Application of sea sand and sea gravel as filler into concrete mix is known as a risky technology, because sea fillers contain chlorides, which destroy concrete and rebar in a short time. This type of corrosion has the dramatic name of “Concrete cancer” or “White Death of Concrete”. The impressive thing is the existing of ancient structures such as bridges, tunnels, palaces, temples and roads, which were built from rocks on cement-lime based mortar, containing sea sand and other salted fillers. It was a mortar with long term hardening, sometimes with additive of chicken eggs, and mineral organic binders such as manure. Electro-chemical analyses of the ancient building mortars show that the negatively charged ions of chlorides Cl- are balanced by positively charged kation of minerals such as Ka+, Mg+, Na+, etc.
Unfortunately, this “miracle” of the ancestors works for massive constructions and for homogeneous building materials only. Concrete is not homogeneous; even if concrete were a homogeneous material, we can’t allow to build the huge walls, beams and columns. In other words, we can’t provide a “negative capacity” from minerals against chlorides by the thickness of structure. We developed the admixture to any cementitious mix KALMATRON® KF-SEA that provides stable protection from chlorides with outstanding structural performance.
By conceptual nature KALMATRON® KF-SEA is membrane with selectively organized passing ability for molecules and ions through the “molecular sieve” of artificial minerals. In the present issue we will discuss the principal of the thermodynamic mechanisms of KF-SEA.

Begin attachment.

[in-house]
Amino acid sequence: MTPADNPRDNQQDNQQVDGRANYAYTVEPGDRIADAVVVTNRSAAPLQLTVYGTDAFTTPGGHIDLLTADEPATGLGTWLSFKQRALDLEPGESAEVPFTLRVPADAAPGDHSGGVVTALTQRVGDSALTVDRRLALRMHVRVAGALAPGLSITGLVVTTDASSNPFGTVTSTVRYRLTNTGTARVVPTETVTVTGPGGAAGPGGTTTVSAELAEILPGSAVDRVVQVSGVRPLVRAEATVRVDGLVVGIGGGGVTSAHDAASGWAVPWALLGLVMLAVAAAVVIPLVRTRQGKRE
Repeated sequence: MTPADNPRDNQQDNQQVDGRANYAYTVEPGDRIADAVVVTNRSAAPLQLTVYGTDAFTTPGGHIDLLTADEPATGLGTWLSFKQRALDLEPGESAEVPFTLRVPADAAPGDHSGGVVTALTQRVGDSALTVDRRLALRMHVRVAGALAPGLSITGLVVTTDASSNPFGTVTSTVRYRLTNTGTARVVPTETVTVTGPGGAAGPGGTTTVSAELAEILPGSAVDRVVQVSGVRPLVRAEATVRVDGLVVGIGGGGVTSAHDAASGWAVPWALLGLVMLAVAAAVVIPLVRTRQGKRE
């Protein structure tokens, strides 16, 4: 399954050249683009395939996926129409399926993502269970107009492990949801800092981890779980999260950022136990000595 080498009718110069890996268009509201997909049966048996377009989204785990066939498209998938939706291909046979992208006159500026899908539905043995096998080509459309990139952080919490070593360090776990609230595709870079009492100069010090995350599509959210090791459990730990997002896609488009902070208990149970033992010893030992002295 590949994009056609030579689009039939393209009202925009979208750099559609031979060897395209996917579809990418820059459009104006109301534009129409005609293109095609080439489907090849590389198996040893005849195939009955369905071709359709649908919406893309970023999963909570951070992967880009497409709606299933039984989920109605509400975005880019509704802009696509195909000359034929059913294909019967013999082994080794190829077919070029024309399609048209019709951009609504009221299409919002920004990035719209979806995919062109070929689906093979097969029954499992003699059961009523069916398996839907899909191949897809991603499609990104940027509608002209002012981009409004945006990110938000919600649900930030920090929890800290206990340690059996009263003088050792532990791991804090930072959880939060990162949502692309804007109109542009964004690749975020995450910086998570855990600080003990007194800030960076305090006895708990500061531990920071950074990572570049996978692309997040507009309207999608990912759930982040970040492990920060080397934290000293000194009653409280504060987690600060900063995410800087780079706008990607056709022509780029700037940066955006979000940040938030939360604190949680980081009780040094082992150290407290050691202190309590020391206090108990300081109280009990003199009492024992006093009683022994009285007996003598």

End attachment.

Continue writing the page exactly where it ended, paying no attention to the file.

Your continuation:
Salt and Concrete
Sea water is a complicated solution of minerals such as magnesium, aluminum, zinc, gold, semi-metals, acids, chlorides, alkalis, etc. Everything is harmful for cement. Consistence of chlorides is at 20% to 40%; that is why the chlorides have a more powerful influence on concrete structures than other minerals. This very high concentration of water-salt solution has its own mechanism of crystallization. The artificial nature of concrete hardening has never been in accordance with the mechanism of crystallization of new-growths like salt crystals. Obviously, the reaction of concrete hardening has a different speed and volume that salt crystallization.
The use of sea fillers for preparing a concrete mix creates two incompatible reactions, which are hydration of cement rock by salt water and independent crystallization of salts. These reactions have different speeds, volumes and time of maturity of the final products. Equalization of these reactions and neutralization of crystallization prevents dissipation of cement ingredients as foreign matter and destruction of concrete by separation of the filler’s particles
Distribution of the Salt Ions in the concrete structure
We will describe the destruction of concrete by sea salts under the proposition that concrete is already has salt
ions in the concrete structure. The initial penetration of salted solution into concrete, provided by capillary suction,
diffusion with free water into concrete structure, osmotic penetration, and difference of the temperatures on the
opposite sides of structure. Which factor has the greater influence on penetration of salts into concrete, depends
on various combinations of reasons. But distribution of salt ions into concrete has not random but strong thermo
dynamic law of nature (3).